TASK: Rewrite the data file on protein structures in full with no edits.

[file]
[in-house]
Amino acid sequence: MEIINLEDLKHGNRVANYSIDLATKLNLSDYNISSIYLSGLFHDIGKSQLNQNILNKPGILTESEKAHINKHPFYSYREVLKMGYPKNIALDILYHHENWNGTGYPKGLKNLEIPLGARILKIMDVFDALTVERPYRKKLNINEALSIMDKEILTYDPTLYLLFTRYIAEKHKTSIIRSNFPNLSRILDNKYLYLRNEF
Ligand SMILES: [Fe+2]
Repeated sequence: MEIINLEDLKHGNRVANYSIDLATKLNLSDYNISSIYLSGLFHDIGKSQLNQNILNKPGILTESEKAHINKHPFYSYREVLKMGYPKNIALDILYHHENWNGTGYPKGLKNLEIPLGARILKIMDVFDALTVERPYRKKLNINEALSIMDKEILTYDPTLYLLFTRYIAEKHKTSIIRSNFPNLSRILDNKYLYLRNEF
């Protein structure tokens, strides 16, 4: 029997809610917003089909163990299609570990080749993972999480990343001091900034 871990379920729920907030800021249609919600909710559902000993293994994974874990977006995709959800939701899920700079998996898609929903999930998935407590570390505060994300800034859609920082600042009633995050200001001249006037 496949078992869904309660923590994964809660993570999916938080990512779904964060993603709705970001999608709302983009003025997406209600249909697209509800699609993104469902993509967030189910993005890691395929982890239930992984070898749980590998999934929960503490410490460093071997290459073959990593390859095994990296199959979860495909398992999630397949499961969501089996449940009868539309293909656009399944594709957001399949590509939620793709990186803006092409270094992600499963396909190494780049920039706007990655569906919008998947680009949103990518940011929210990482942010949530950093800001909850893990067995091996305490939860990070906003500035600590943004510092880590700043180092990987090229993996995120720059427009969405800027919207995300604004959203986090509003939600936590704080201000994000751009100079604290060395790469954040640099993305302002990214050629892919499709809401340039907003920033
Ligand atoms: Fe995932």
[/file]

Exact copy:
[in-house]
Amino acid sequence: MEIINLEDLKHGNRVANYSIDLATKLNLSDYNISSIYLSGLFHDIGKSQLNQNILNKPGILTESEKAHINKHPFYSYREVLKMGYPKNIALDILYHHENWNGTGYPKGLKNLEIPLGARILKIMDVFDALTVERPYRKKLNINEALSIMDKEILTYDPTLYLLFTRYIAEKHKTSIIRSNFPNLSRILDNKYLYLRNEF
Ligand SMILES: [Fe+2]
Repeated sequence: MEIINLEDLKHGNRVANYSIDLATKLNLSDYNISSIYLSGLFHDIGKSQLNQNILNKPGILTESEKAHINKHPFYSYREVLKMGYPKNIALDILYHHENWNGTGYPKGLKNLEIPLGARILKIMDVFDALTVERPYRKKLNINEALSIMDKEILTYDPTLYLLFTRYIAEKHKTSIIRSNFPNLSRILDNKYLYLRNEF
């Protein structure tokens, strides 16, 4: 029997809610917003089909163990299609570990080749993972999480990343001091900034 871990379920729920907030800021249609919600909710559902000993293994994974874990977006995709959800939701899920700079998996898609929903999930998935407590570390505060994300800034859609920082600042009633995050200001001249006037 496949078992869904309660923590994964809660993570999916938080990512779904964060993603709705970001999608709302983009003025997406209600249909697209509800699609993104469902993509967030189910993005890691395929982890239930992984070898749980590998999934929960503490410490460093071997290459073959990593390859095994990296199959979860495909398992999630397949499961969501089996449940009868539309293909656009399944594709957001399949590509939620793709990186803006092409270094992600499963396909190494780049920039706007990655569906919008998947680009949103990518940011929210990482942010949530950093800001909850893990067995091996305490939860990070906003500035600590943004510092880590700043180092990987090229993996995120720059427009969405800027919207995300604004959203986090509003939600936590704080201000994000751009100079604290060395790469954040640099993305302002990214050629892919499709809401340039907003920033
Ligand atoms: Fe995932």